Fiberoptics Industry Report
Corning to further consolidate fiber fabs; TriQuint, Network Elements join forces; BTG to commercialize strain-compensated VCSELs; MORE...
Corning to further consolidate fiber fabs
Corning (Corning, NY) is consolidating the manufacturing operations of its high purity fused silica and fluoride crystal materials production into its Canton, NY, facility, and its fluoride crystals components finishing production into Corning Tropel's operation in Fairport, NY. These actions will result in the closure of Corning facilities in Charleston, SC, and North Brookfield, MA. More than 130 employees will be affected in Charleston and North Brookfield, though Corning intends to reassign about two dozen employees to other Corning facilities. Approximately 70 new jobs will be created at the Canton and Corning Tropel facilities as a result of the consolidation. The North Brookfield plant is scheduled to close by the end of this year and the Charleston facility is scheduled to close by the end of the first quarter 2004.
According to James Steiner, senior vice president and general manager of Corning Specialty Materials, Corning's Semiconductor Optics business has been facing significant financial and operational challenges due to the extended down cycle in the semiconductor market.
TriQuint, Network Elements join forces
Network Elements (Beaverton, OR), a developer of 10-Gbit/s optical-networking modules, has solidified a strategic partnership with TriQuint Semiconductor (Hillsboro, OR), a supplier of high-performance components for communications applications. The companies will collaborate on the development, production, and worldwide distribution of optical 10-Gbit/s optical-networking modules. The partnership between Network Elements and TriQuint is expected to expand both companies' presence in the 10-Gbit/s datacom, telecom, storage area networking, and test markets. With its acquisition of Agere's optoelectronics business last year, TriQuint is now positioned to be a leading supplier of optical components and modules.
BTG to commercialize strain-compensated VCSELs
BTG (London, England) has acquired exclusive rights to commercialize strain-compensated multiple-quantum-well vertical-cavity surface-emitting lasers (VCSELs) from the Cornell Research Foundation (Ithaca, NY). With the advent of longer-wavelength VCSELs operating at 1300 and 1550 nm, BTG believes VCSELs will increasingly appeal to transceiver products required for short- and intermediate-reach SONET/SDH and fiber-to-the-home applications. Parallel VCSEL transceivers are particularly attractive for back-plane interconnect applications.
"The telecom market is looking for a next-generation technology that will replace costly, low-yield devices, such as distributed-feedback lasers at 1300- and 1550-nm wavelengths," said Jay Kshatri, vice president of BTG's Semiconductors & Optoelectronics Business Unit. "We believe that the strain-compensated VCSEL is that technology, and we are actively seeking licensees who are interested in integrating this technology into their commercial products."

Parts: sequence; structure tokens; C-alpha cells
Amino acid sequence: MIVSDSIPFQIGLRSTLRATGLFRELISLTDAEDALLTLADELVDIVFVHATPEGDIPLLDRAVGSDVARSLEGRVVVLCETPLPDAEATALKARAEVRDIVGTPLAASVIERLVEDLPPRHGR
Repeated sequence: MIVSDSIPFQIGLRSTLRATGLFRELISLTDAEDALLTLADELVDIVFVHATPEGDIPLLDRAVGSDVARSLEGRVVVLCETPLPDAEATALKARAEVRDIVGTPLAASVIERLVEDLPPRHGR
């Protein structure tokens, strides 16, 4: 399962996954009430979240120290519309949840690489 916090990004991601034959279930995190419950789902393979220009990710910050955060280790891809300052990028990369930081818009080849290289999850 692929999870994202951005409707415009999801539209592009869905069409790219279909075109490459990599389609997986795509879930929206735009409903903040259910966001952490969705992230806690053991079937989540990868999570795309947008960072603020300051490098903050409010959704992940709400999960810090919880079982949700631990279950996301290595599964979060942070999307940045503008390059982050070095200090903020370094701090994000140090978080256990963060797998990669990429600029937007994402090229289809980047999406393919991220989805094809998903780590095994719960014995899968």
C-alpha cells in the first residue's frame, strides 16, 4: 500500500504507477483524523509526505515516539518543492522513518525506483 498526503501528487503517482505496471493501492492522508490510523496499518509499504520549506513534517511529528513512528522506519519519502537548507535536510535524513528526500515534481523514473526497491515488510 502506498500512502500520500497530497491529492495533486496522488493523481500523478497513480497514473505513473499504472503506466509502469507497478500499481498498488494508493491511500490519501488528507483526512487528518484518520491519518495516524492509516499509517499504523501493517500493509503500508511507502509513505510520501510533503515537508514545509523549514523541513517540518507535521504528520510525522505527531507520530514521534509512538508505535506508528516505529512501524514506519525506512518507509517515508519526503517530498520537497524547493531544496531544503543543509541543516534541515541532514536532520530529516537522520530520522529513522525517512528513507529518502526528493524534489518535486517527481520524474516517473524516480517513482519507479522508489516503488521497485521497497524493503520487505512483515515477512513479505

Avanex considers closing Scotland facility
Avanex (Fremont, CA) plans to discontinue operations in Livingston, Scotland, subject to regulatory processes and consultations with the workforce. Walter Alessandrini, chairman and CEO, said that the company is "investigating all of our options with regard to Livingston."
The Livingston plant, formerly operated by Scottish optoelectronics flagship company Kymata, specializes in passive-component manufacture, including arrayed waveguide gratings and fiber Bragg gratings. At the peak of the telecom boom, 450 people were employed by Kymata. The company was purchased by Alcatel in 2001, and then transferred to Avanex in May 2003. Alcatel had already cut jobs at Livingston, and at the time of the acquisition the staff was further reduced to around 100. Since the agreement, speculation has been rife that Avanex would wind down the plant when it took over operations in September 2003.
Also in the news . . .
Alcatel (Paris, France) is collaborating with OMMIC (Limeil-Brévannes, France) on the transfer of Alcatel's advanced indium phosphide heterojunction bipolar transistor technology to OMMIC. This transfer will complete OMMIC's commercial portfolio of III-V technologies and will provide Alcatel with a qualified source to develop 40-Gbit/s transmission systems for core networks. . . . PhotonEx (Maynard, MA) reportedly has filed for Chapter 11 bankruptcy protection. Founded in 1999, the company was developing 40-Gbit/s, long-haul DWDM systems. . . . fSONA (Vancouver, BC, Canada) signed a global procurement agreement with Bechtel, a premier provider of engineering, construction, and management services worldwide. Bechtel Telecommunications analyzes free-space-optics technology, along with other leading-edge technologies, in its laboratories and has been using the fSONA SONAbeam 155-M free-space-optics link at its Frederick, MD, headquarters for more than a year and a half.